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Intel not killing off the Celeron brand, but it should

After a flurry of rumors last week, Intel confirms that it is not killing off the Celeron any time soon. But it should.

After a flurry of rumors last week, Intel confirms that it is not killing off the Celeron any time soon. But it should.

Celeron is Intel's low-cost processor offering, but with the chip giant getting ready to release dual-core Atom N during the third quarter, with these having a similar price and performance to the Celeron, the company risks having two product lines in competition. 

However, Intel has been quick to dismiss rumors of Celeron's 2011 demise:

"The rumor is not true, Intel has no plan to phase out the Celeron brand in 2011. Intel Celeron processors continue to provide a low-cost computing solution for basic computing needs," wrote Barry Sum, an Intel spokesman in Hong Kong, in an e-mail response to questions.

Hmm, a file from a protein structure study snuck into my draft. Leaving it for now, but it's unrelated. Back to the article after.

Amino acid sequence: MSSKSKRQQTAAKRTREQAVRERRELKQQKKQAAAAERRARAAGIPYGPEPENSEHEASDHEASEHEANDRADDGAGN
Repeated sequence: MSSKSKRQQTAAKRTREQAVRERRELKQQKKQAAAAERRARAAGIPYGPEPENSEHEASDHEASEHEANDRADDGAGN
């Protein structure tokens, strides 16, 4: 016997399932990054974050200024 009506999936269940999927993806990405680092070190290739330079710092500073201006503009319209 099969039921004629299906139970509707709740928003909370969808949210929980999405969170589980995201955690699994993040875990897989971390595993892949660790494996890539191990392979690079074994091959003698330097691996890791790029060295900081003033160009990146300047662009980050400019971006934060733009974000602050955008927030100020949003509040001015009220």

The Celeron brand has been around for some time now, with the first 266MHz "Covington" desktop processors released in April 1998 (basically a Pentium II part without the secondary cache), with 300MHz "Mendocino" notebook parts followed in January 1999.

Getting rid of the Celeron branding makes a lot of sense to me. The Celeron lineup currently consists of three dual-core desktop CPUs and nine mobile CPUs. Adding Atom to that mix just seems like a recipe for confusion. I'm guessing that Intel is holding onto the line because the name is associated with budget lines, and both it and OEMs can make use of that.

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